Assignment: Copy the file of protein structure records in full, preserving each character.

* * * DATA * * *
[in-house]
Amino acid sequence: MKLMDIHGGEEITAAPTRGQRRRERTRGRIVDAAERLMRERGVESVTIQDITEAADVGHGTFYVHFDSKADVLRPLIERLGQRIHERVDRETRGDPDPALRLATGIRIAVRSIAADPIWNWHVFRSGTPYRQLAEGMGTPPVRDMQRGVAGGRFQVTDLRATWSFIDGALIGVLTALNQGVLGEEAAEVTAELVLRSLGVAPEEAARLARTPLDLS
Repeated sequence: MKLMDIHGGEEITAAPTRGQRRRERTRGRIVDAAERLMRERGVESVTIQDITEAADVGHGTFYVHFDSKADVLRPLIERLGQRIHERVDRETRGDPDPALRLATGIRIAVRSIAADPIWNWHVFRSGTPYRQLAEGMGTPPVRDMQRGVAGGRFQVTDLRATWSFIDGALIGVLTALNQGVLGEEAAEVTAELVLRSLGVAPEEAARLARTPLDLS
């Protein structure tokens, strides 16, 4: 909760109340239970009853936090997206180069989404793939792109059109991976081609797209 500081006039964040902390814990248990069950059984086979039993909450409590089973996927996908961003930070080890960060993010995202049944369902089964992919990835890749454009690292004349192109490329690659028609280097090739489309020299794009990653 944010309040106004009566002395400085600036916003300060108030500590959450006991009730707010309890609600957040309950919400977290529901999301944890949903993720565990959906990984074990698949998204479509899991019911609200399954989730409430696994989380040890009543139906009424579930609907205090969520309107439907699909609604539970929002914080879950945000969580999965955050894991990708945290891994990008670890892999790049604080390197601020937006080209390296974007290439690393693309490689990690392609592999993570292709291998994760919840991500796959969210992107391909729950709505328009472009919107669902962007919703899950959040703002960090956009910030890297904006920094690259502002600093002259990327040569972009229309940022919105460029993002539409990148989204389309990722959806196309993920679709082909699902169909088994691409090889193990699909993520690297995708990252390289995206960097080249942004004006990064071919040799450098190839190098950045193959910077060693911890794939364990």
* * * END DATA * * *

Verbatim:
[in-house]
Amino acid sequence: MKLMDIHGGEEITAAPTRGQRRRERTRGRIVDAAERLMRERGVESVTIQDITEAADVGHGTFYVHFDSKADVLRPLIERLGQRIHERVDRETRGDPDPALRLATGIRIAVRSIAADPIWNWHVFRSGTPYRQLAEGMGTPPVRDMQRGVAGGRFQVTDLRATWSFIDGALIGVLTALNQGVLGEEAAEVTAELVLRSLGVAPEEAARLARTPLDLS
Repeated sequence: MKLMDIHGGEEITAAPTRGQRRRERTRGRIVDAAERLMRERGVESVTIQDITEAADVGHGTFYVHFDSKADVLRPLIERLGQRIHERVDRETRGDPDPALRLATGIRIAVRSIAADPIWNWHVFRSGTPYRQLAEGMGTPPVRDMQRGVAGGRFQVTDLRATWSFIDGALIGVLTALNQGVLGEEAAEVTAELVLRSLGVAPEEAARLARTPLDLS
């Protein structure tokens, strides 16, 4: 909760109340239970009853936090997206180069989404793939792109059109991976081609797209 500081006039964040902390814990248990069950059984086979039993909450409590089973996927996908961003930070080890960060993010995202049944369902089964992919990835890749454009690292004349192109490329690659028609280097090739489309020299794009990653 944010309040106004009566002395400085600036916003300060108030500590959450006991009730707010309890609600957040309950919400977290529901999301944890949903993720565990959906990984074990698949998204479509899991019911609200399954989730409430696994989380040890009543139906009424579930609907205090969520309107439907699909609604539970929002914080879950945000969580999965955050894991990708945290891994990008670890892999790049604080390197601020937006080209390296974007290439690393693309490689990690392609592999993570292709291998994760919840991500796959969210992107391909729950709505328009472009919107669902962007919703899950959040703002960090956009910030890297904006920094690259502002600093002259990327040569972009229309940022919105460029993002539409990148989204389309990722959806196309993920679709082909699902169909088994691409090889193990699909993520690297995708990252390289995206960097080249942004004006990064071919040799450098190839190098950045193959910077060693911890794939364990």